Topic summary: Settlement
200 000 years ago, there were no humans on the Earth. Now there are over 6 billion of us, and we live in settlements.
; We think humans evolved in East Africa, and gradually spread all over the world. ; The early humans were hunters and gatherers. They were always on the move, hunting animals and gathering wild fruit, nuts, and seeds for food.
; Then, around 10 000 years ago, humans began to farm. We began to settle, and grow crops, and keep animals.
; But we did not settle just anywhere. We chose places that had things we needed. For example:
- a river, for water and transport
- wood for fuel and to make shelters
- flat land with fertile soil for farming
- easy access to other places
- shelter from storms
- protection from enemies.
; We cleared land and built shelters and huts to live in. These were the first settlements.
; A settlement is a place where people live.
; The situation of a settlement tells you where it is compared with hills, rivers, other settlements and so on. For example London is situated near the mouth of the River Thames.
; A site is the land a settlement is built on. There are different types of site, chosen for different reasons. For example
It’s flat enough here to build on – and we can get through Keep the mountains It was easy to off! build a bridge here
Defensive site Up here, Defensive site we won’t get flooded out Gap site Lots of fresh water from the spring Dry point site Wet point site
; You can identify different types of site on OS maps.
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Topic summary: Settlement
The growth of settlements
; Over time, as more babies were born, the human population grew. So settlements grew too, in size and number. Some grew into villages, towns and cities. ; Some grew larger and faster than others because their situation gave them advantages. For example:
- easy to get to, for trading
- on very fertile farmland
- on clay that was ideal for making pottery.
; Then came the Industrial Revolution (18th and 19th C). Factories were set up in many towns and cities. People came from all over to work in them, so the towns and cities grew fast.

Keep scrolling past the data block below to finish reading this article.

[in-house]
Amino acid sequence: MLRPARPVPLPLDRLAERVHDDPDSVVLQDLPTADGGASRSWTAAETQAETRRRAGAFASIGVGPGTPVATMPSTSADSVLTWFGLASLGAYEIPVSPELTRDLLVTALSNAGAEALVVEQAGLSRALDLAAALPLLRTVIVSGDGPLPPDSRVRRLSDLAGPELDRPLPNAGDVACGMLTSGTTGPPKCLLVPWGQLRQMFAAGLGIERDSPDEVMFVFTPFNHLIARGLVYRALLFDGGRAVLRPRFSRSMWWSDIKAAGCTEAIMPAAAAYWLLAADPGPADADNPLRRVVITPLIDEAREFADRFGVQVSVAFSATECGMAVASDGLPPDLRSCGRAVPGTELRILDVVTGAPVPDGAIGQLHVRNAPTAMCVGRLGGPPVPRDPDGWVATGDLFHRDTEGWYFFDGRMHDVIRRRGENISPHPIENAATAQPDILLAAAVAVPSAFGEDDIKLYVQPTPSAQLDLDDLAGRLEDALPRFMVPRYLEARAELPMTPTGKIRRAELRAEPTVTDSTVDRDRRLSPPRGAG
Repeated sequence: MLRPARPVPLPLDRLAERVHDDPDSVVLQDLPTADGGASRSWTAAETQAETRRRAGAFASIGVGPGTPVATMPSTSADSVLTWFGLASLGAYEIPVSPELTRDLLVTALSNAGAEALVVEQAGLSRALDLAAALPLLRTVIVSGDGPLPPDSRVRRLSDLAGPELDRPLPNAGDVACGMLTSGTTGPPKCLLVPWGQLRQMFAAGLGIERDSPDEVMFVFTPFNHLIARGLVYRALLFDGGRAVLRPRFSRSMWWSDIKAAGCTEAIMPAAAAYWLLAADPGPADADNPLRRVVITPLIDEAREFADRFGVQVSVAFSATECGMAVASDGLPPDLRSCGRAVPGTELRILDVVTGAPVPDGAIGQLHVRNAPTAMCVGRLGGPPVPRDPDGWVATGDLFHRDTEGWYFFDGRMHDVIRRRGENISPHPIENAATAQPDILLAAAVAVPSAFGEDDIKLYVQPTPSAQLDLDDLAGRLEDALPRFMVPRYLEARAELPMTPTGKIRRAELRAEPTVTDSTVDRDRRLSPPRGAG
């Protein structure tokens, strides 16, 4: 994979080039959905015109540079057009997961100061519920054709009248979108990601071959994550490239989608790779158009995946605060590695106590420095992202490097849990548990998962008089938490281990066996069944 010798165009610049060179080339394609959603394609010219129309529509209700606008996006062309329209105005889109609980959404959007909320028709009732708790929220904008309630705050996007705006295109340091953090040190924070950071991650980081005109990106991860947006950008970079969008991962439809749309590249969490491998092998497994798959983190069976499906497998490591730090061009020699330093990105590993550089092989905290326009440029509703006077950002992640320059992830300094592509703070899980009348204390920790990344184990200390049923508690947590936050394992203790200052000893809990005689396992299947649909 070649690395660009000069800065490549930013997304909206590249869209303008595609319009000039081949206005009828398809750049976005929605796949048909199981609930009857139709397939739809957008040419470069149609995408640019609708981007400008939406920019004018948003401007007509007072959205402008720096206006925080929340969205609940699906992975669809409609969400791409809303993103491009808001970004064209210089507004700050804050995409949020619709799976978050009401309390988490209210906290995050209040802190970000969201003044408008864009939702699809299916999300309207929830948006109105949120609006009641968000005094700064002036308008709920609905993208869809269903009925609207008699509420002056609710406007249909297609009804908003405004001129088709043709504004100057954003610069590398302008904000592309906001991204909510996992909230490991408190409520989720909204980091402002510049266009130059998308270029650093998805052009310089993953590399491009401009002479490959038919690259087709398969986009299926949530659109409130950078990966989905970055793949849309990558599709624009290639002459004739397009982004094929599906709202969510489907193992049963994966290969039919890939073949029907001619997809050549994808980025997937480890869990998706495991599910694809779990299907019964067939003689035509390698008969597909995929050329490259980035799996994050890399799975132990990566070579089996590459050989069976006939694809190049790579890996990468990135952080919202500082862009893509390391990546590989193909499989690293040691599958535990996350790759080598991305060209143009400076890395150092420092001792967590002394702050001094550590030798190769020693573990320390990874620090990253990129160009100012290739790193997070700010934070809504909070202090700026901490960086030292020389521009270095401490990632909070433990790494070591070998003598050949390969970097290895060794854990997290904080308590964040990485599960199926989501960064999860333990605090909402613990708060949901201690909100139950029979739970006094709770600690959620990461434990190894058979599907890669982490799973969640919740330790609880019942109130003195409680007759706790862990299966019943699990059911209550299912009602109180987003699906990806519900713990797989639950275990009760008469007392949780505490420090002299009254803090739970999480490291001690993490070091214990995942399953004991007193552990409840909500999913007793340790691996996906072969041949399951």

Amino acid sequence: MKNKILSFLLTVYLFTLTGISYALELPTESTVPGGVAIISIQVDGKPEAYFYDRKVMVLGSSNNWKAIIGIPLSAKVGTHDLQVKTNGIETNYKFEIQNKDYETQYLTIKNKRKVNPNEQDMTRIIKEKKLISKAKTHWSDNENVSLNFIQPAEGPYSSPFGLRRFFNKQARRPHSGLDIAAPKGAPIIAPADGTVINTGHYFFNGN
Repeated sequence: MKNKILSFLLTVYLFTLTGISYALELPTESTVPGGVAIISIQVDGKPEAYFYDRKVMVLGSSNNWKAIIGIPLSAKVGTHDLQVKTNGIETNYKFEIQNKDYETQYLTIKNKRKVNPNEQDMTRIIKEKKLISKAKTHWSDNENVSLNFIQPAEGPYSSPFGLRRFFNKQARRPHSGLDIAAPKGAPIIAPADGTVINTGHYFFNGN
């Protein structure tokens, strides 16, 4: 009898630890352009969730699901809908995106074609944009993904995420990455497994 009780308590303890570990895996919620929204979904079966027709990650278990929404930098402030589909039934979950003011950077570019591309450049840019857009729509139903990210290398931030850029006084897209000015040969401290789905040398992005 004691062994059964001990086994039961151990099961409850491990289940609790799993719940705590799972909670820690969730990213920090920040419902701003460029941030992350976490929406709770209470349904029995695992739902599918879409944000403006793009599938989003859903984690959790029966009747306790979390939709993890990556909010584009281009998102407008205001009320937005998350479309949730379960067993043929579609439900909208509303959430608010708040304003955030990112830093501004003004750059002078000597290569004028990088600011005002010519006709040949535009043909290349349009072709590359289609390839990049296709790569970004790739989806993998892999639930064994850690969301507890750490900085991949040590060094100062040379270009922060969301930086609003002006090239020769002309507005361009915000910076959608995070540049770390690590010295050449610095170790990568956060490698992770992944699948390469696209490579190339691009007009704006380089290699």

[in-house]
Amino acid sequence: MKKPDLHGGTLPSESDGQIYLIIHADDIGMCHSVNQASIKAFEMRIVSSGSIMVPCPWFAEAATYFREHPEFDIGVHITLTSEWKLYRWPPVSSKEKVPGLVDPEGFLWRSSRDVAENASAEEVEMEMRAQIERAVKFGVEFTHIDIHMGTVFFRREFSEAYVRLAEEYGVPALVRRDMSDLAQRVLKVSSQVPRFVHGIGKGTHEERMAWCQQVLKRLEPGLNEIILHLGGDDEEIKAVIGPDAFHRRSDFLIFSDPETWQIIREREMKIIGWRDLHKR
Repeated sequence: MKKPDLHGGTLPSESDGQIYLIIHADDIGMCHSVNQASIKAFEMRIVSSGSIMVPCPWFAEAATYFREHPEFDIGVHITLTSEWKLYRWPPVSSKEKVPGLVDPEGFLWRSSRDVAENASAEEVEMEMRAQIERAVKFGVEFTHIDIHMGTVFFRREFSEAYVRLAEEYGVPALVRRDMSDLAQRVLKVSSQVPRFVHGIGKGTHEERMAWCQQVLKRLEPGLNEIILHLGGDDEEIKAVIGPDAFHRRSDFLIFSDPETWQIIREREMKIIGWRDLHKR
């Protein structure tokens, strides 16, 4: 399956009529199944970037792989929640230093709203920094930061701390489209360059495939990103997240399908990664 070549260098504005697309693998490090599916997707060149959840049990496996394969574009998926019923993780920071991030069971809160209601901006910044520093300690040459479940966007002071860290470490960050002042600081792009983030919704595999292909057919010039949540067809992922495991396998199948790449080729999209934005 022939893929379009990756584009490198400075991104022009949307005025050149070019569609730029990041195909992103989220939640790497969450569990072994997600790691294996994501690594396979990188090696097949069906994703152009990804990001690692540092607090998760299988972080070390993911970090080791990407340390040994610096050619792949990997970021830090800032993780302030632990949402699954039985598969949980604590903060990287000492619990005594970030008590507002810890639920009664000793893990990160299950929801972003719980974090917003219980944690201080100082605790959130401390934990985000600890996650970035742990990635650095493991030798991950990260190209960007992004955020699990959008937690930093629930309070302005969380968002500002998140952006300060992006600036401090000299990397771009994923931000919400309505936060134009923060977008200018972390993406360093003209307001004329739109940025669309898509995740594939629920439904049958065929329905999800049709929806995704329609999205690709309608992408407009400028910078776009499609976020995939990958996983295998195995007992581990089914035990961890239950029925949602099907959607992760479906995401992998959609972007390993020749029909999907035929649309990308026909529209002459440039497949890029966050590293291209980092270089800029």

; Once again, some settlements grew much faster than others because their situation gave them advantages. For example:
- on rivers, which gave water for steam-driven machines, and a transport route for
goods and raw materials
- near raw materials like coal and iron ore
- on the coast, where they could trade with other countries.
Different sizes of settlements
; Today, there are settlements of all shapes and sizes.
; Usually the larger the settlement the more services it offers, as this table shows: Settlement How big? Services
perhaps only a few dozen no shops, and probably not hamlet people even a pub
may have several shops; may have several hundred doctor, post office, primary village homes school
a range of shops; primary
and secondary schools; town thousands of homes perhaps a cinema, library,
hospital, railway station
a wider range of shops and many thousands or even services; perhaps a city millions of homes university, airport, museums
the government is usually
based here; also the main usually the country's largest international airport(s), and capital city settlement headquarters of big
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Topic summary: Settlement
; The settlement hierarchy shows settlements in order of size and importance. Here is it:
The capital city Cities Large towns more people there are more Small towns more homes small settlements Large villages more services than large ones Small villages Hamlets
; Settlements have many different roles or functions. They provide homes, shops, banks, schools, healthcare, entertainment and other services. ; They often have one main function which is used to describe them. For example:
port - where ships and ferries call
seaside resort - where people go for beach holidays manufacturing centre - has lots of factories
market town - the main town of a rural area
dormitory town - most people commute to a nearby city, for work
Conurbations and megacities
; Some cities have grown and spread so much that they have joined up with nearby
towns. This gives a very large built-up area or conurbation. Greater London, Greater Manchester and Tyneside are examples of conurbations. ; A megacity is a city with more than 10 million people. The world has over 20 megacities.
Tokyo, Cairo, Mexico City and Los Angeles are examples.
Now test yourself!
Check that you can answer these questions:
1 What is: a a settlement? b a site?
2 Give three things that the first settlers might have looked for, when choosing a site to
3 What is: a a gap site? b a wet point site? c a bridging site?
d a defensive site? e a dry point site?
4 What is the difference between a hamlet and a village? 5 What is the settlement hierarchy? Why is it that shape? 6 What do we mean by the function of a settlement? 7 Some settlements are known for one main function. Give three examples. 8 What is: a a conurbation? b a megacity?
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